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Primitives of Motion in Space
lundi 15 mai 2017

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Durant le mois de mai 2017, le labex TransferS, Laure Sarda et Benjamin Fagard (Lattice) accueillent Leonard Talmy, professeur émérite de linguistique à Université d’État de New York, Buffalo (États-Unis). Cette conférence est la première du cycle "How language represents motion".

Primitives of Motion in Space

Spoken and signed language use different systems to represent the Motion (i.e., the motion or locatedness) of objects in space. Each system can be separately resolved into primitives. In spoken language, at the “componential level”, there is a relatively closed universally available inventory of primitive spatial elements. These elements can be grouped into a relatively closed inventory of primitive spatial categories. Each such category in fact includes only a relatively closed small number of particular elements : the spatial distinctions that each category can ever mark. At a “compositional level”, elements of the inventory combine in particular arrangements to form whole spatial schemas. Each language has a relatively closed set of “pre-packaged” schemas of this sort. Finally, at an “augmentive level”, the system includes a set of processes that can extend or deform pre-packaged schemas and thus enable a language’s particular set of schemas to be applied to a wider range of spatial structures.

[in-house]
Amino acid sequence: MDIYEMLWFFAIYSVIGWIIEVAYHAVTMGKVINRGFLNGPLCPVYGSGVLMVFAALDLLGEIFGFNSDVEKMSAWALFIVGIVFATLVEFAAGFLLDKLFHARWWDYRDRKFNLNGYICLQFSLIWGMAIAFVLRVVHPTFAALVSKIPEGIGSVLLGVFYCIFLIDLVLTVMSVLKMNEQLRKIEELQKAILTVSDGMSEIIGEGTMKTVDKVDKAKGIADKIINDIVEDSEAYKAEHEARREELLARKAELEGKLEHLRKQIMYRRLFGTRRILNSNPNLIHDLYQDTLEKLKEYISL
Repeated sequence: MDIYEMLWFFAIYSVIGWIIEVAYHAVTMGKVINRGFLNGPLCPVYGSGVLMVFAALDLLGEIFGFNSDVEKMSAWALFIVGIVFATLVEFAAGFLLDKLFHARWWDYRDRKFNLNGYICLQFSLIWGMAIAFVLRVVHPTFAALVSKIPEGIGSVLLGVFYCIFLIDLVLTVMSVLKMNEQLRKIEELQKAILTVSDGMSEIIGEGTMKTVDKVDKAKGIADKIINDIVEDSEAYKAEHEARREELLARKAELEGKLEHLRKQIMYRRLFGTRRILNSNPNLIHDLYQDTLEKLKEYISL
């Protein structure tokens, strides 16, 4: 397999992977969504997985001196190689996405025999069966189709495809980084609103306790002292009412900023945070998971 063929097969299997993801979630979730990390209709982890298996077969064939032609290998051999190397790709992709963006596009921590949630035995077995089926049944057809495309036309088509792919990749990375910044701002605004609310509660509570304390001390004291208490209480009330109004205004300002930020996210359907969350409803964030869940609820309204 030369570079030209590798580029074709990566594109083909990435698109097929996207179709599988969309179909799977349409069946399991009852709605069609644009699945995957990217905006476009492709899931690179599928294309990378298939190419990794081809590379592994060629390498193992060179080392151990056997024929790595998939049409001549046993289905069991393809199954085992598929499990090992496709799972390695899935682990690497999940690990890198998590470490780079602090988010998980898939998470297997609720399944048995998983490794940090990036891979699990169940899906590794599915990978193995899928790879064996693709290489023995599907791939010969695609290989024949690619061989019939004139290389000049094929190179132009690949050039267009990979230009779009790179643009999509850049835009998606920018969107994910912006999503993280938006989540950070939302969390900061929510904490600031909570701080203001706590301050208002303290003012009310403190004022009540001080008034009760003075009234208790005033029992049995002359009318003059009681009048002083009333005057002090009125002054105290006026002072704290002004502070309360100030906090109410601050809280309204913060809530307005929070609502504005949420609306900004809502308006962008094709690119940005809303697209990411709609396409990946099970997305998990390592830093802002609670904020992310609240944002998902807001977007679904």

The so-called “classifier” system of signed language also has inventories of primitive spatial elements and categories, but these differ from those in spoken language. And there are further differences. The system has more elements, more categories, and more elements per category. It can represent many more of these distinctions in any particular expression. It represents these distinctions independently in the expression, not bundled together into pre-packaged schemas. And its spatial representations are largely iconic with visible spatial characteristics. In fact, its structural properties seem closer to those of scene parsing in visual perception.

The findings suggest that instead of some discrete whole-language module, as proposed by Fodor and Chomsky, spoken language and signed language are both based on some more limited core linguistic system that then connects with different further subsystems for the full functioning of the two different language modalities. These findings have implications for the evolution of language.

Voir aussi

  • Extending Fictive Motion
    Leonard Talmy
  • The Targeting System of Language
    Leonard Talmy
  • Neglected Aspects of the Motion System
    Leonard Talmy